Copyright 1996 Hachette Filipacchi Magazines, Inc.
Stereo Review Magazine
LENGTH: 331 words
VOLUME: 61; ISSUE: 5
BYLINE: Ken Richardson
TITLE: Aimee Mann: I'm with Stupid
AIMEE MANN: I'm with Stupid
DGC 24951 (56 min).
Recording: Charmingly mid- to hi-fi
This one sneaks up on you. After playing the first two tracks of "I'm with Stupid" and hearing their uneasy balance between dirty guitars and Aimee Mann's clear voice, you may well question the critical fuss made over material that sounds so ordinary. But then comes Sugarcoated and you're caught, those guitars building to a simple but oh-so-effective crescendo, that voice sliding into some nicely nasty barbs: "Out of your mouth comes a stream of cliches / Now I have given you so much rope you should've been hanging for days." And then comes You Could Make a Killing, a fine acoustic ballad, and then Superball, where Mann's pop instincts are supremely catchy-as-catchy-can. And before you know it, we've got quite an album here.
Mann opens Par for the Course with an affecting flourish of lyrics, using phrases we've heard before to lure us into a pointed narrative: "It's par for the course, you backed the wrong horse /You put down the phone and cried for yourself / And for what you couldn't have /A plea -- that won't do / Now that she serves it to you." This is the album's emotional centerpiece, Mann playing all the instruments through six minutes of utter dejection. She's at the top of her craft when she can sing a common line in the chorus -- "I don't even know you anymore" -- and still make us feel the hurt.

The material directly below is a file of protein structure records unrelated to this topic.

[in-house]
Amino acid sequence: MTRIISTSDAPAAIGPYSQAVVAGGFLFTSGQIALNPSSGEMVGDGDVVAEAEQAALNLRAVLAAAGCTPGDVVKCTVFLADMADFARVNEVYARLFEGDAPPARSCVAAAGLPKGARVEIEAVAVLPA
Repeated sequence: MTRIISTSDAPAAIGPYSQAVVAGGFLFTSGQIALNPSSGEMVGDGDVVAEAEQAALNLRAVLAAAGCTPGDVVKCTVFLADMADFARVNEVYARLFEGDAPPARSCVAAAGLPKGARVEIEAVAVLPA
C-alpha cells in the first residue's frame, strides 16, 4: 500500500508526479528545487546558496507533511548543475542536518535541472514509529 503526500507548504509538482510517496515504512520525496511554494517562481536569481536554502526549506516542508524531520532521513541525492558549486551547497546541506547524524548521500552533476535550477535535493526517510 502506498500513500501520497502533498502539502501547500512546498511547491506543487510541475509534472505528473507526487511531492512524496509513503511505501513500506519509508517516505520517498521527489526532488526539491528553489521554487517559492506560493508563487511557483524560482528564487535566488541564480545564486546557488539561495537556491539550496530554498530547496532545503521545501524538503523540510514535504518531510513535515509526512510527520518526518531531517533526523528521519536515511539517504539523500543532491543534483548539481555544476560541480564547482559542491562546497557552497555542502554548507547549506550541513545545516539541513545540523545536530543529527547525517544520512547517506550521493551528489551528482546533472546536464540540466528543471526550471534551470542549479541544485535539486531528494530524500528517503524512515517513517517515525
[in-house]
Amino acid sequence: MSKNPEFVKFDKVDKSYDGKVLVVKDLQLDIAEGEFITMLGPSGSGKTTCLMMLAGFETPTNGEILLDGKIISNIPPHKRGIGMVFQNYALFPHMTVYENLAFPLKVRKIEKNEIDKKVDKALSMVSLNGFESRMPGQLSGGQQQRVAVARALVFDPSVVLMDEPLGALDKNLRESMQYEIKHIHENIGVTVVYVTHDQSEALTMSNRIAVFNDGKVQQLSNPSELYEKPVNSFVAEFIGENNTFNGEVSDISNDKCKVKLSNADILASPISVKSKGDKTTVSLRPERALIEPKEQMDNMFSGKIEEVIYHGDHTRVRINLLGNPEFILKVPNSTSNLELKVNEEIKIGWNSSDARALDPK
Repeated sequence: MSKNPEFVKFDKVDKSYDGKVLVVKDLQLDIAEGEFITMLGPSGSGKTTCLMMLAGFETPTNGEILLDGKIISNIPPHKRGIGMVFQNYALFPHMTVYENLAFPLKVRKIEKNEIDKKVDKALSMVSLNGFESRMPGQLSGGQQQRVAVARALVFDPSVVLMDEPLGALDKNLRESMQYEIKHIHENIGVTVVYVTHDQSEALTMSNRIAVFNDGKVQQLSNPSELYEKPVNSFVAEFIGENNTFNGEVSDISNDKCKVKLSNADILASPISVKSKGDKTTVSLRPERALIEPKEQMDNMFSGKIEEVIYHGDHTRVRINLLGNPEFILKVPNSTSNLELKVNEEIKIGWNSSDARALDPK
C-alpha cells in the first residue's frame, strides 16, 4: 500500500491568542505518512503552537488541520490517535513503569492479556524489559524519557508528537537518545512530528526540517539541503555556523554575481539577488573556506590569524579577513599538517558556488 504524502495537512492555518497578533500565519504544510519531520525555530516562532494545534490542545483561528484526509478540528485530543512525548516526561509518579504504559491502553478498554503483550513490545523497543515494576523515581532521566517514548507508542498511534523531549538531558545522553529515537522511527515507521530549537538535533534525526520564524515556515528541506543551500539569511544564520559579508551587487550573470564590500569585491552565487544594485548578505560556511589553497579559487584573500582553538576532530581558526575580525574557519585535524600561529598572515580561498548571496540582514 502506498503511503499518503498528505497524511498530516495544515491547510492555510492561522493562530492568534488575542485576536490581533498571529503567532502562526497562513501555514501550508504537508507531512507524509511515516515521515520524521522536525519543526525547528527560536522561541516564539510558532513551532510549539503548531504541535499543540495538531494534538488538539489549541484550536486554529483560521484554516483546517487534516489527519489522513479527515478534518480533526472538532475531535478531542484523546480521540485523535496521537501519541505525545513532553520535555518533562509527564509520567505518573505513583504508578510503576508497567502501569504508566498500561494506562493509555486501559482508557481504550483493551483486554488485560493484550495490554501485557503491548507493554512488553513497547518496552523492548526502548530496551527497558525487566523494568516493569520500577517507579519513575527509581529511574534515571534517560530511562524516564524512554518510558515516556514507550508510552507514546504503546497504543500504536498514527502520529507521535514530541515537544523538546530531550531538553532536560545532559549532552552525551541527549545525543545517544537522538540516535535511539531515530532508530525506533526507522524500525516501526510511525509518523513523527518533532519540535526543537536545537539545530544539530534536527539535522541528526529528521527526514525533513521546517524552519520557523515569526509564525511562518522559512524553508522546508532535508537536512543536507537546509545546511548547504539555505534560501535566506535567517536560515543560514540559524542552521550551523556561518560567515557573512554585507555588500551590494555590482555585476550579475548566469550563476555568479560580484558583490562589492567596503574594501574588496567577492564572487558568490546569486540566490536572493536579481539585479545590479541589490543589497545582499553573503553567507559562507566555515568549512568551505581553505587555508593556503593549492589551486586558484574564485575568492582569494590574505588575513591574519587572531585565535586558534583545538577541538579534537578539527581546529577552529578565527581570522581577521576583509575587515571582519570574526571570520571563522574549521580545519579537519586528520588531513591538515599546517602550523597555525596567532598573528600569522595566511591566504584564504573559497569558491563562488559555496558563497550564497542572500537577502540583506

The layers applied to her previous album, "Whatever," are absent, but Mann remains a fan of attractive melodies, beautiful harmonies, and playful production touches. And good old rock-and-roll, as she closes "I'm with Stupid" with the ringing It's Not Safe, driven by guitarist Michael Penn and background vocalists Glenn Tilbrook and Bonzo Dog/Python/Rutle Neil Innes. Hats off to an artist who almost got eaten by the industry but lived to sing the tale.